Euraudio PS1Sc assembly instructions

Welcome to the Euraudio PS1Sc assembly instructions. The PS1S is a symmetrical power supply, and is part of the Euraudio LDA MIN low distortion audio amplifier DiY kit, but can be used for other amplifiers as well. Please find the specifications of the PS1S here.

Please read through these instructions before doing anything with the DiY kit.

What the PS1Sc DiY kit contains and what it contains not

The kit contains the PS1S double-sided, fiberglass-reinforced epoxy PCB (fig. 1) and all the electronic and mechanical components to be mandatorily mounted on it (fig. 2), except the filter capacitors, fuses, and cables/wires.

     

Sizing the filter capacitors and fuses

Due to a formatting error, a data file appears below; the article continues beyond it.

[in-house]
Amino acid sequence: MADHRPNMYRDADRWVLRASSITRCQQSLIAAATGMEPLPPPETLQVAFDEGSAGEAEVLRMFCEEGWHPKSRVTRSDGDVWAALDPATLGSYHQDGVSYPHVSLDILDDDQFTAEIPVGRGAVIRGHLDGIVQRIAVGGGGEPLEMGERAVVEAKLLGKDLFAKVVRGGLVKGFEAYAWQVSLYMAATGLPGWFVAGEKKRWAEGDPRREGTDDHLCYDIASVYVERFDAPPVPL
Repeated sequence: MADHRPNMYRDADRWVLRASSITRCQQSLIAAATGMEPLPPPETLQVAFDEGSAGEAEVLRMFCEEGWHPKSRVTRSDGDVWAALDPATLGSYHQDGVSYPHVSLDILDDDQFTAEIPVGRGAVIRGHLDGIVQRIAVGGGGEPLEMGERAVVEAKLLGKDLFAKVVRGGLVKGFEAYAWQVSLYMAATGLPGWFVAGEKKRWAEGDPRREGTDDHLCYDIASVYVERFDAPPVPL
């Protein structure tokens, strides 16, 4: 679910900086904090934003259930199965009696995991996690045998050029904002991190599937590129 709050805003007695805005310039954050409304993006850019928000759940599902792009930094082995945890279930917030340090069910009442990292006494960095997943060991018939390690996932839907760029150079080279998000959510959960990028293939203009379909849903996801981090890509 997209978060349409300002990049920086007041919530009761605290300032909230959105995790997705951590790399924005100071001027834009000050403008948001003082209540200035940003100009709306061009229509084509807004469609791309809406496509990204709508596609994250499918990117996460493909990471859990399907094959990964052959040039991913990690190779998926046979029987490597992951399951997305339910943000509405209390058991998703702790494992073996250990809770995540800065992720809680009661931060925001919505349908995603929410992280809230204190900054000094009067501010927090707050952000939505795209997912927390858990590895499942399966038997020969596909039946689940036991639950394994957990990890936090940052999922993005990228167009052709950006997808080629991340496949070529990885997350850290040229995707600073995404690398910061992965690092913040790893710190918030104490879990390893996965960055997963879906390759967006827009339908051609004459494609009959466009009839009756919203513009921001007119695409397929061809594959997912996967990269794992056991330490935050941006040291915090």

The  filter capacitors and fuses are not part of the DiY kit, you must size these components according to the power and allowed load impedance (e.g. 4 ohms or 8 ohms) of the amplifier. The amplifier power and load impedance also largely determines the necessary transformer. The exact sizing procedure is not so simple, so I'd rather help with a table containing a few examples  below. These examples are valid for class B or class AB amplifiers that have an output signal that can approach the supply rail voltages within 3-5 Volts (such as the Euraudio LDA172mc, LDA172hc, LDA162mc or LDA162hc).